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Meet Ruth Mwandumba, Talking to us about Black History Month

WE HAVE PARTNERED WIth sportsaid to sponsor some fantastic young athletes. 

In this interview, we hear from British Rifle Shooter and SportsAid athlete, who spoke about the importance of Black History Month.

What does Black History Month mean to you?

Black History Month is significant to me as it is a time for me to reflect on my upbringing and where I originate from. My parents moved to the UK from Malawi over 2 decades ago, and I will forever be grateful that that was a path that they decided to choose for their life.

It has allowed me to be faced with the many different opportunities that I have had growing up that I may not have had if I were not in England. I'm very proud to be able to use the term 'Black-British' to describe myself (something that would have seemed like an impossible duality once upon a time!)

Why do you think this is a crucial topic in this time?

Even now, not a lot of people know much about the contributions that black people have made to British society. Growing up, we learn about the history of black communities in America, but not so much about the history of black people here within our own nation, and I think that is something that needs to change.

BHM is an opportunity to engage the country in education around the topic, and make people aware of how society has changed as time has progressed.

What is something you wish more people knew or understood?

One thing that I wish that people understood is the depth of the difficulties that black people face in this country. We are regularly confronted with racism and stereotypes, and are constantly fighting a battle over something as small as melanin.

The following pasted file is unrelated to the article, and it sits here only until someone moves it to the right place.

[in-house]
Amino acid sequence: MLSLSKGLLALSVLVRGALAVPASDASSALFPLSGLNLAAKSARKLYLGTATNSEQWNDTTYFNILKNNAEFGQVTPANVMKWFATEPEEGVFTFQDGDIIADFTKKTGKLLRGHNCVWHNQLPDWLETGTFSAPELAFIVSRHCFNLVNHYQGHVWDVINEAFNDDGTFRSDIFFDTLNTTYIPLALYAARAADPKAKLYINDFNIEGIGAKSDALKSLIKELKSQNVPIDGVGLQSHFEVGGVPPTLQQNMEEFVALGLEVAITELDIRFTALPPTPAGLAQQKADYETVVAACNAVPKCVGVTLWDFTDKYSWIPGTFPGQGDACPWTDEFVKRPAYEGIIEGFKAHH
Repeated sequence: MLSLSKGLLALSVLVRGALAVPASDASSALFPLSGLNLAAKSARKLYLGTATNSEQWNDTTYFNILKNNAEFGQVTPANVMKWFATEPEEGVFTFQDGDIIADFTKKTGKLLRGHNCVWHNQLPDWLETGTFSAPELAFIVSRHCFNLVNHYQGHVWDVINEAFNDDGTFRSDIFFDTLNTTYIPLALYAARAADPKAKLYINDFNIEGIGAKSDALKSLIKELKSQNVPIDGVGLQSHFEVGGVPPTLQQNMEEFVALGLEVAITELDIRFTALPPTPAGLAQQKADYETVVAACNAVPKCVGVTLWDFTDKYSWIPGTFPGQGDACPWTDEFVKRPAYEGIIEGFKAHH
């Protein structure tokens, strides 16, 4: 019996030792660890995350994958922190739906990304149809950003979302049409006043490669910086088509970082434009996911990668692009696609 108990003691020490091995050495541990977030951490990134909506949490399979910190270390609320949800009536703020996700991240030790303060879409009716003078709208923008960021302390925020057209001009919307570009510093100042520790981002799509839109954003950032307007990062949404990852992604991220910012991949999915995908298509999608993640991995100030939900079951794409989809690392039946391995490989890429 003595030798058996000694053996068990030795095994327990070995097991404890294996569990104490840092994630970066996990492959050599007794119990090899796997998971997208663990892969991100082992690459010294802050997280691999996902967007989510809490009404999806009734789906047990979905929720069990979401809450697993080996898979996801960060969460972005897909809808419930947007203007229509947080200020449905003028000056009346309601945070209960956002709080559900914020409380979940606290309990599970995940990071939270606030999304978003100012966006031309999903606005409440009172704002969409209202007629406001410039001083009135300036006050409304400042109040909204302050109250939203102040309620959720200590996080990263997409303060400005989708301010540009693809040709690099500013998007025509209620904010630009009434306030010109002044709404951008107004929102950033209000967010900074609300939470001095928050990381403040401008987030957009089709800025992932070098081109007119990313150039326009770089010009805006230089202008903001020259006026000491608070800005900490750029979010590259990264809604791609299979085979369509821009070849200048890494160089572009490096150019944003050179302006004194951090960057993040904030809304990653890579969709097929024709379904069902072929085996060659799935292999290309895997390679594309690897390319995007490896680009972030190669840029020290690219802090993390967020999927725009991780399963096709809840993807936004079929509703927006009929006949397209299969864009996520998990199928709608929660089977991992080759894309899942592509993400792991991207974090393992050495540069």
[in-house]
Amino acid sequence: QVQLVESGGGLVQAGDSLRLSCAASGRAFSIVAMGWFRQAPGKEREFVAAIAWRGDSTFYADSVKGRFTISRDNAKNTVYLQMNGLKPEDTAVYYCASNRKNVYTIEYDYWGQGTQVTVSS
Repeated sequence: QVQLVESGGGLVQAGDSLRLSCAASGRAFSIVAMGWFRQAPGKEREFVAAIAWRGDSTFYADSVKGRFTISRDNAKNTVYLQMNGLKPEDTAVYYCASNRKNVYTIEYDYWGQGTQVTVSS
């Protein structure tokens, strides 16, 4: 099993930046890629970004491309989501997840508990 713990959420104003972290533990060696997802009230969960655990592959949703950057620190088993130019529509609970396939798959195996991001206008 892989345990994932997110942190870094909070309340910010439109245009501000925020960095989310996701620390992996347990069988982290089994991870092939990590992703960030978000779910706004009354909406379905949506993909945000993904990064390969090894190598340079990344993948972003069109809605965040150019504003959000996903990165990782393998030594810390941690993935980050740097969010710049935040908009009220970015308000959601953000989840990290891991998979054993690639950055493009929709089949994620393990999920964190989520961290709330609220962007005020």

One thing that a lot of people are unaware of is just how long black people have been present in the UK (it's actually a really long time!), and this is due to the lack of historical documentation present. I personally think that communities work better together when there is equality and diversity present within, and I think that increasing the education on black history will allow for this to become possible.

Are there any inspirational individuals that stand out to you?

As a competitive athlete, there is 1 individual who I find very inspirational and that is Dina Asher-Smith (GBR sprinter). To watch her, a black woman, represent Great Britain at the 2019 Doha World Championships and become World Champion in the 200m, was an incredible feeling. A long time ago, it would have been unheard of for a black sportsperson to be representing Britain in a sporting event of any sort, never mind a high calibre event such as that. I felt so proud in that moment, and she is exactly what I aspire to be like!

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